Writersblog

Salomon Kroonenberg

Salomon Kroonenberg, Dutch writer

The Dutch programme at the International Book Fair in Beijing was cunn... >>> read more

Kai Kang

Kai Kang, Journalist China Reading Weekly

Dear Dutch publishers. The book fair is over. Perhaps you’ll now... >>> read more

Ingrid and Dieter Schubert

Ingrid and Dieter Schubert, Dutch illustrators

The days are full and long. We are incessantly bombarded with impressi... >>> read more

Michele Hutchison

Michele Hutchison, Editor De Arbeiderspers

Arriving on the stand on the first day, I’d asked a Chinese visi... >>> read more

Michele Hutchison

Michele Hutchison, Editor De Arbeiderspers

Big excitement today since we were finally meeting with Songyu from Fl... >>> read more

Michele Hutchison

Michele Hutchison, Editor De Arbeiderspers

The traffic in Beijing is horrendous, I’m sure the other blogger... >>> read more

Thomas Möhlmann

Thomas Möhlmann, Staff member Dutch Foundation for Literature

What an evening the poets and the approximately 200 onlookers present ... >>> read more

Ingrid and Dieter Schubert

Ingrid and Dieter Schubert, Dutch illustrators

It’s now the third day, and the first one with plenty of sun. Un... >>> read more

Kai Kang

Kai Kang, Journalist China Reading Weekly

What a great opportunity to learn about the Dutch literature for Chine... >>> read more

Salomon Kroonenberg

Salomon Kroonenberg, Dutch writer

A duck flies to and fro over the vast expanses of world ocean, despera... >>> read more

Michele Hutchison

Michele Hutchison, Editor De Arbeiderspers

‘In the era of browsing, we provide reading.’ - Slogan see... >>> read more

Michele Hutchison

Michele Hutchison, Editor De Arbeiderspers

The jewel in the crown of our collection of Arbeiderspers titles publi... >>> read more

Michele Hutchison

Michele Hutchison, Editor De Arbeiderspers

The Chinese publishers I have met during the course of my career, the ... >>> read more

Salomon Kroonenberg

Salomon Kroonenberg, Dutch writer

I have so far never been to a book fair. Nor do I know what to imagine... >>> read more

Kai Kang

Kai Kang, Journalist China Reading Weekly

Since 2006, I began writing about the Netherlands’ performance a... >>> read more

Henk Pröpper

Henk Pröpper, Director Dutch Foundation for Literature

Now that the fair is just round the corner, this is perhaps the moment... >>> read more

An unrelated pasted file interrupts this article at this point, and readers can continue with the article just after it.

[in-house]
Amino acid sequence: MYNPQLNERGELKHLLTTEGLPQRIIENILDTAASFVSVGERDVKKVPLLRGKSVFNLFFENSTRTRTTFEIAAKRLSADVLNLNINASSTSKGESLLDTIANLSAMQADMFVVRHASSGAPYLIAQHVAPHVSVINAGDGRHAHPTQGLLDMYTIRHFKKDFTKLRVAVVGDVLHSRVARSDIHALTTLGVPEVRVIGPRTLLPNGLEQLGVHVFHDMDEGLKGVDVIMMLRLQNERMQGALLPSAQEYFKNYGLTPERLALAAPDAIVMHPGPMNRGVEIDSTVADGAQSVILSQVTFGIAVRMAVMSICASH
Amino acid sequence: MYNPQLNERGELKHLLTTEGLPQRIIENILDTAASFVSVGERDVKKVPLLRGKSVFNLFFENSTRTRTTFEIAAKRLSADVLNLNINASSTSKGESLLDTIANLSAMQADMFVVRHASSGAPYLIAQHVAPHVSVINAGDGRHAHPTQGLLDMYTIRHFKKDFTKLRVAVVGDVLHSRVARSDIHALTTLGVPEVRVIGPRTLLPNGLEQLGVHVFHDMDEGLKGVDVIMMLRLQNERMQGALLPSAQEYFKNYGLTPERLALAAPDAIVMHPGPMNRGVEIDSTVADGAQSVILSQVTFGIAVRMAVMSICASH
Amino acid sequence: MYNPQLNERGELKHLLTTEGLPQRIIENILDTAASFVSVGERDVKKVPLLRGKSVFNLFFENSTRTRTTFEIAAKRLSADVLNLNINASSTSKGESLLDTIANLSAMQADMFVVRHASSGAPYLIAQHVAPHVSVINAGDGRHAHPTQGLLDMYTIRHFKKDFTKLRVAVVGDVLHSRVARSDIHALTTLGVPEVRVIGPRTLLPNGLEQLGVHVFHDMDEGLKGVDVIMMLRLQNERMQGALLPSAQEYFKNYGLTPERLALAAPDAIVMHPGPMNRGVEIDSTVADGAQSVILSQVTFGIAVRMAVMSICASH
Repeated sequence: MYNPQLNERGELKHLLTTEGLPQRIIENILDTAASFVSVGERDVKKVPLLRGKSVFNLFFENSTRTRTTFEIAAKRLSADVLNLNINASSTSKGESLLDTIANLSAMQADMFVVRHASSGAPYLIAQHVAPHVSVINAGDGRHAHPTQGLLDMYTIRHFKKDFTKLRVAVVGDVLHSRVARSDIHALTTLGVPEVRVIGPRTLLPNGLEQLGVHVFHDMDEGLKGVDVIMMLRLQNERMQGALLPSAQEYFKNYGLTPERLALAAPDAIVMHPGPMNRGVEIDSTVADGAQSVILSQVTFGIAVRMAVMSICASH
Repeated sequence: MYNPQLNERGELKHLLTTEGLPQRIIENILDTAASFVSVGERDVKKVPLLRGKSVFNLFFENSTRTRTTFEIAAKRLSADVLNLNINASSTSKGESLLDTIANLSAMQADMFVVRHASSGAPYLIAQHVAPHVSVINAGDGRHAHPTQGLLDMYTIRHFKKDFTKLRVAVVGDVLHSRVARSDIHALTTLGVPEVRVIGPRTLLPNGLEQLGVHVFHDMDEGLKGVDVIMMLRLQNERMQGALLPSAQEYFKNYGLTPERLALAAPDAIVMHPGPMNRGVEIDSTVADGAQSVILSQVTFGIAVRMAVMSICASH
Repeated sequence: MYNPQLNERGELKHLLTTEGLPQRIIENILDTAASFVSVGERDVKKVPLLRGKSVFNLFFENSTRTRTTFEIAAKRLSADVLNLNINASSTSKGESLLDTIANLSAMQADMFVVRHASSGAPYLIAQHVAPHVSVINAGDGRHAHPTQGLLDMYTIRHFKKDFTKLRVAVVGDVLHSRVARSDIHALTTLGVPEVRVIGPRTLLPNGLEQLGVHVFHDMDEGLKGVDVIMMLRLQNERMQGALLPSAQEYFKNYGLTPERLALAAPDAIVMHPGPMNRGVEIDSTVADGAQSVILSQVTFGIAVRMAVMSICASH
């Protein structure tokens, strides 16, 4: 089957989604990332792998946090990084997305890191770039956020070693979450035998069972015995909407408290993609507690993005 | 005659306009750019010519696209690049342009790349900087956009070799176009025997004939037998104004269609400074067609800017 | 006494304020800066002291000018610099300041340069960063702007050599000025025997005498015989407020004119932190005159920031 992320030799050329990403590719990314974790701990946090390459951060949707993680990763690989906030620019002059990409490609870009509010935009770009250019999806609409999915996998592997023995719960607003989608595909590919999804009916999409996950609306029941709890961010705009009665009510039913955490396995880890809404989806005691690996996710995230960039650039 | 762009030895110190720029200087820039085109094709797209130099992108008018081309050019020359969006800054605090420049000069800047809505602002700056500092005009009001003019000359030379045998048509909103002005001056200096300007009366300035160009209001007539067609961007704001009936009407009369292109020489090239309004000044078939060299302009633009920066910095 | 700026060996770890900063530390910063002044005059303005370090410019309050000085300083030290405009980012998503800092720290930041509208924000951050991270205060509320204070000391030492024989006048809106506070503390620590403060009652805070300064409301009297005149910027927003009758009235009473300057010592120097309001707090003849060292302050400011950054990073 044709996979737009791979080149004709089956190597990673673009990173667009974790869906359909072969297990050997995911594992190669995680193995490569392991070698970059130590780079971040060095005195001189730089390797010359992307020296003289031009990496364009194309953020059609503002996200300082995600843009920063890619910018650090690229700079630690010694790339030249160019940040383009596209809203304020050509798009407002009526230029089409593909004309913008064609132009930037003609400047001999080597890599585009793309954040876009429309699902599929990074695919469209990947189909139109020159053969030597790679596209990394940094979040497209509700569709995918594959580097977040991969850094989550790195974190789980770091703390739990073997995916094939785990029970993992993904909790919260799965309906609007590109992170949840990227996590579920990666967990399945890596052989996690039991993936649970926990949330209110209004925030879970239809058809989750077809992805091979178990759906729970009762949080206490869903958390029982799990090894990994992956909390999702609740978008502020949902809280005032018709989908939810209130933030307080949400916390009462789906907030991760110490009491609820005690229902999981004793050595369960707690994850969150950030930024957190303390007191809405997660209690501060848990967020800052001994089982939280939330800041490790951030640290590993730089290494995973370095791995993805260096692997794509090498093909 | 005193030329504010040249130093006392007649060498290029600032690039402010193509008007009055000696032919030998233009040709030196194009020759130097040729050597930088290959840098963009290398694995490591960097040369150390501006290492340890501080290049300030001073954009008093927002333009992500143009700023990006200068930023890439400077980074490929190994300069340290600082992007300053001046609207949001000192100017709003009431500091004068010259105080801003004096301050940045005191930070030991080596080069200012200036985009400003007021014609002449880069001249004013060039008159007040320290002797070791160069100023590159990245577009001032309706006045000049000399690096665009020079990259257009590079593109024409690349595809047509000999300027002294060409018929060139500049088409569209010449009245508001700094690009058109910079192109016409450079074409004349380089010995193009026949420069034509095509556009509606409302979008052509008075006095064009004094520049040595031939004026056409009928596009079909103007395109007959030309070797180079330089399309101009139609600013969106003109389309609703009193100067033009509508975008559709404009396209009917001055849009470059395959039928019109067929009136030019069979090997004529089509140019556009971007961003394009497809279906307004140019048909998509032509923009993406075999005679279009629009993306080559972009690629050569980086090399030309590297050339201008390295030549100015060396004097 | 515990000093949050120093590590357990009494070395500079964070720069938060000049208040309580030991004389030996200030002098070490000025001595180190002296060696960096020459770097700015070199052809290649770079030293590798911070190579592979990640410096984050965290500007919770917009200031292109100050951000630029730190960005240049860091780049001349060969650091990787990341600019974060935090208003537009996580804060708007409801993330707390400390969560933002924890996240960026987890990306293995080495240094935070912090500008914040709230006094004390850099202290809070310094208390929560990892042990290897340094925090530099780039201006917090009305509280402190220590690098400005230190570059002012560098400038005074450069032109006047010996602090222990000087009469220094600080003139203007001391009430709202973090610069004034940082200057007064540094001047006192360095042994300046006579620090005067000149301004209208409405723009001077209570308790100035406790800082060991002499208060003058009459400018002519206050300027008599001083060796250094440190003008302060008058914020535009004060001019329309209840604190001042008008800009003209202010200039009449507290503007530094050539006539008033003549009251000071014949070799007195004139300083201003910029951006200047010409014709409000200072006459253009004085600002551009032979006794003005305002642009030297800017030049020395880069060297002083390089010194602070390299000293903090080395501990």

Henk Pröpper

Henk Pröpper, Director Dutch Foundation for Literature

In two weeks’ time, the official opening of one of the largest b... >>> read more

Ramsey Nasr

Ramsey Nasr, Dutch poet

Ramsey Nasr (b. 1974, Rotterdam) is a poet and author, actor and direc... >>> read more


Salomon Kroonenberg

Salomon Kroonenberg

  • Kai Kang in conversation with Salomon Kroonenberg and Sander Bais
    Date: Wed 31 August Time: 02.00 pm Venue: BIBF
  • Literature and the Elements
    Date: Thu 1 September Time: 07.00 pm Venue: The Bookworm Beijing

Life and work

Salomon Kroonenberg (born in Leiden) studied physical geography at the University of Amsterdam and completed his doctorate there in 1976. Between 1972 and 1982 he worked as a geologist in Surinam, Swaziland and Columbia before becoming Professor of Geology and Mineralogy at the Agricultural University of Wageningen. In 1996 he left Wageningen to become Professor of Applied Geology at the Technical University of Delft. Until recently Kroonenberg was a columnist for weekly Intermediair. A collection of his columns was published as Stop the Continents! (1996).

De menselijke maat. De aarde over tienduizend jaar

The Human Scale sparkles with erudite iconoclasm. Salomon Kroonenberg tackles such explosive issues as climate change, the greenhouse effect and rising sea levels both unconventionally and incisively. His tone and line of reasoning demonstrate his aversion to doom-mongering; in fact he fires a formidable salvo of arguments at fashionable alarmist forecasts that suggest the earth is heading for man-made catastrophe.

Kroonenberg takes the reader the globe from the Caspian Sea (with its extreme changes in surface level) to Columbian volcano Nevado Del Ruiz, which spewed tons of mud over the small town of Armero in 1985, turning it into a necropolis. At the same time he produces chains of facts and correlations, which he binds together into a kind of geological Theory of Everything. He offers a surprisingly new and topical perspective by forcing the reader to look over the edge of a vast abyss of time, measured in billions of years.

Kroonenberg challenges politicians, scientists and other opinion makers to extend their models of the future, which often look ahead no more than a century, to at least the year 10,000. He wants them to measure events not only against a human scale but against that of the natural world.

Translation in Chinese

  • Kroonenberg, Salomon. [(De menselijke maat)] Chinese. Shanghai: Shanghai Literature and Arts Publishing House, in preparation since 2010.

Titles in NLF-database

Authors